However, in most cases, he said natural attenuation or weakening of its impact is the best cure for oil spills.
“Once the oil is already there, one option is natural attenuation. Allow the ecosystem’s natural recovery,” he said.
“There’s a saying that once the oil is there, the best action is ‘no action.’” he said.
The daily tidal flushing, he said, is powerful and can clean the oil.
“All you have to do is to collect the oil being removed by the tidal flushing,” Sadaba said.
This can be done by making booms to collect the oil going in and out of mangrove forests, seagrass beds and even coral reefs.
Do’s and don’ts
The UPV has come up with a series of public advisories on how to best remove oil in coastal areas.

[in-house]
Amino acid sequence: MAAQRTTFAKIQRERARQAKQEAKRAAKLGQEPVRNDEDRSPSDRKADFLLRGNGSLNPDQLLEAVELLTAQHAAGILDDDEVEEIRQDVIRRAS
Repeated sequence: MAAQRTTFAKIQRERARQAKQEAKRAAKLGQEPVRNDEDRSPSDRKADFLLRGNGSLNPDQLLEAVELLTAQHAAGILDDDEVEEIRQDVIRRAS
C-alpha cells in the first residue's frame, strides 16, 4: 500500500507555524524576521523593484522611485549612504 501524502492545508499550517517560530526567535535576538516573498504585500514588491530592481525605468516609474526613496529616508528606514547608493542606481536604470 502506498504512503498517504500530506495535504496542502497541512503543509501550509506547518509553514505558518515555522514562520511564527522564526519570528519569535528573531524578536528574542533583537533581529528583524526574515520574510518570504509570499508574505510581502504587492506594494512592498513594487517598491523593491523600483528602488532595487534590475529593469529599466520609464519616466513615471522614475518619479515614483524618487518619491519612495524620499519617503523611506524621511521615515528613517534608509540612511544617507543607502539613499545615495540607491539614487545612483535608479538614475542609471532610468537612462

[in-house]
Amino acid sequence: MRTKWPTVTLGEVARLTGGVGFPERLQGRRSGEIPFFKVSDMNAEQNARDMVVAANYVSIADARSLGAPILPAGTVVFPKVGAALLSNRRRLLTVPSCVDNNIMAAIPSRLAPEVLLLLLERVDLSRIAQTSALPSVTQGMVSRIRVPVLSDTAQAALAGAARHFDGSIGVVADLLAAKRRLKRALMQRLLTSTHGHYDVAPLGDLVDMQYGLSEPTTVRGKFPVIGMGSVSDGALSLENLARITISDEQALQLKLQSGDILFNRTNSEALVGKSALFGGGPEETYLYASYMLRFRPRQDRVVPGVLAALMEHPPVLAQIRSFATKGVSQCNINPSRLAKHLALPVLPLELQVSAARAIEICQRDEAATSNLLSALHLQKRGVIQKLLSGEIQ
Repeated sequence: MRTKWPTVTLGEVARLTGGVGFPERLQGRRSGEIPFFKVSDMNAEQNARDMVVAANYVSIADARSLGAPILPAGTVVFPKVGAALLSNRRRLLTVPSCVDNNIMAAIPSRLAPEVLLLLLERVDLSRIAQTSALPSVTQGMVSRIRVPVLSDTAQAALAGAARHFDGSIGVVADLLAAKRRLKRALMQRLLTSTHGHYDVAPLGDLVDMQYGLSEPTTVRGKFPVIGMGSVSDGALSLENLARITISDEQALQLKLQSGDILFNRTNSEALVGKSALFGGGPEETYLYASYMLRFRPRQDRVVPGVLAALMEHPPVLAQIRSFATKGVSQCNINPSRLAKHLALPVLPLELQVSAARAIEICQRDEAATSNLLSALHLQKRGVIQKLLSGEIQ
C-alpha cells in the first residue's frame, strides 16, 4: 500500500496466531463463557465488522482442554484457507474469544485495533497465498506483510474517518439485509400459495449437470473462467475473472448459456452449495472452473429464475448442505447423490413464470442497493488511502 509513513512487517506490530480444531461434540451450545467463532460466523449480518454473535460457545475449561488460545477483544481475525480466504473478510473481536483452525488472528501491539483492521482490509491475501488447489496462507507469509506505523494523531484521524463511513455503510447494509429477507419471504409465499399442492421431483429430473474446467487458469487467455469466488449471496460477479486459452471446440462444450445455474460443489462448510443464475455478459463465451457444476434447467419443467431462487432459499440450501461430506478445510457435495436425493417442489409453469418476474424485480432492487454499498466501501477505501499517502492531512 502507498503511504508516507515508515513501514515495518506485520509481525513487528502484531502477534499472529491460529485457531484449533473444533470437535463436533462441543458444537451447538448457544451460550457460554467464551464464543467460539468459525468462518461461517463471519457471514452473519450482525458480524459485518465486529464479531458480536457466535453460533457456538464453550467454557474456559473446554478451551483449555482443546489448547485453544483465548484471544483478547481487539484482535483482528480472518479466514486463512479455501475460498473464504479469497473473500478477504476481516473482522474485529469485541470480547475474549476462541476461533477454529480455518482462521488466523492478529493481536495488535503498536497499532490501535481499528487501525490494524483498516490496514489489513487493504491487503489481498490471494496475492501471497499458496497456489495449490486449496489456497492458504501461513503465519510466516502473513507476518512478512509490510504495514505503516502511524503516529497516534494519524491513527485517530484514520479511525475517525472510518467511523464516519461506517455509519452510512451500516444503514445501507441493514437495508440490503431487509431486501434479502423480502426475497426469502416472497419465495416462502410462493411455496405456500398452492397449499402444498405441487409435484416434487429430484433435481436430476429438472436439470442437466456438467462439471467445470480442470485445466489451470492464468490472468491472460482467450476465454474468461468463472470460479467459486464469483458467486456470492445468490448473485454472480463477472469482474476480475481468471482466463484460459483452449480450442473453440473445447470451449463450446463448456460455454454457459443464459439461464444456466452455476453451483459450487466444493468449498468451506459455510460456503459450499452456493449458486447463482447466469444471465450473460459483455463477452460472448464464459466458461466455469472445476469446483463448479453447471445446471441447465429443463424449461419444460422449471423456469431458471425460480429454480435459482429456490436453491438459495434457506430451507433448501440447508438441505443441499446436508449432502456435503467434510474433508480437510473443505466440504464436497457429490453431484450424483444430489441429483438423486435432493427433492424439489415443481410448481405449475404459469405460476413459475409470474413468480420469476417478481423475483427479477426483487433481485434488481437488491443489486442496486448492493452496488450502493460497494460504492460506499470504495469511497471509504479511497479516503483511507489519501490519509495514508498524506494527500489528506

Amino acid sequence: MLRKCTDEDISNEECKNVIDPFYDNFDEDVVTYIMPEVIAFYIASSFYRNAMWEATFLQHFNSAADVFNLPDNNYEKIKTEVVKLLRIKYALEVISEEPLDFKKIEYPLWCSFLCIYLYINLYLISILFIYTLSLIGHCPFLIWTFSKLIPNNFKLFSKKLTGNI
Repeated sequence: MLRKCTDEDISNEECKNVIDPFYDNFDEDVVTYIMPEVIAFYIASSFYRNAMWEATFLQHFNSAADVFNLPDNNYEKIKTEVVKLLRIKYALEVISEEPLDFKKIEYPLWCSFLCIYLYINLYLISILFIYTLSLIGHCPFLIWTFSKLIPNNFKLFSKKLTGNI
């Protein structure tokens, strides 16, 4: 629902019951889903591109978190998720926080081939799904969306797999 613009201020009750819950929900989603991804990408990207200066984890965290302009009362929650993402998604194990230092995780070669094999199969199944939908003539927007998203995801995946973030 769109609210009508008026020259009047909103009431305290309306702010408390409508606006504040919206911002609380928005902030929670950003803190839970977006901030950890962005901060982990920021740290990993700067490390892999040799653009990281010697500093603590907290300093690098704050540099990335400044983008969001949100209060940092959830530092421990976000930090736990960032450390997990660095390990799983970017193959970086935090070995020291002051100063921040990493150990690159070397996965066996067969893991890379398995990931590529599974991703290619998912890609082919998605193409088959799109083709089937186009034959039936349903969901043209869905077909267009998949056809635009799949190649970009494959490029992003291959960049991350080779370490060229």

Some of the “guidelines” aim to reduce the risk of disaster—essentially oil’s lethal effect on health and the environment—while ensuring that the process will not do more harm.
In removing oil, the UPV Task Force highlighted the need to identify duly accredited waste collectors, and of a dump site for collected oil and oil-soaked debris.
For health and safety reasons, the collected oil and oil-soaked debris should be sealed and properly disposed of.
For cleanup workers, the UPV said the local government unit should provide supply to the workforce, and coordinate with the Department of Social Welfare and Development for cash for work program.
Cleanup workers should be physically fit, not suffering from respiratory problems, and should be provided with personal protective equipment.
The UPV Task Force recommends manual removal of oil, and use of commercially available or organic sorbents.
Vacuum cleaning, sediment re-working, vegetation cutting, removal, and application of solidifiers should be strictly prohibited.
Image credits: Oceana, Noel Guevara, Greenpeace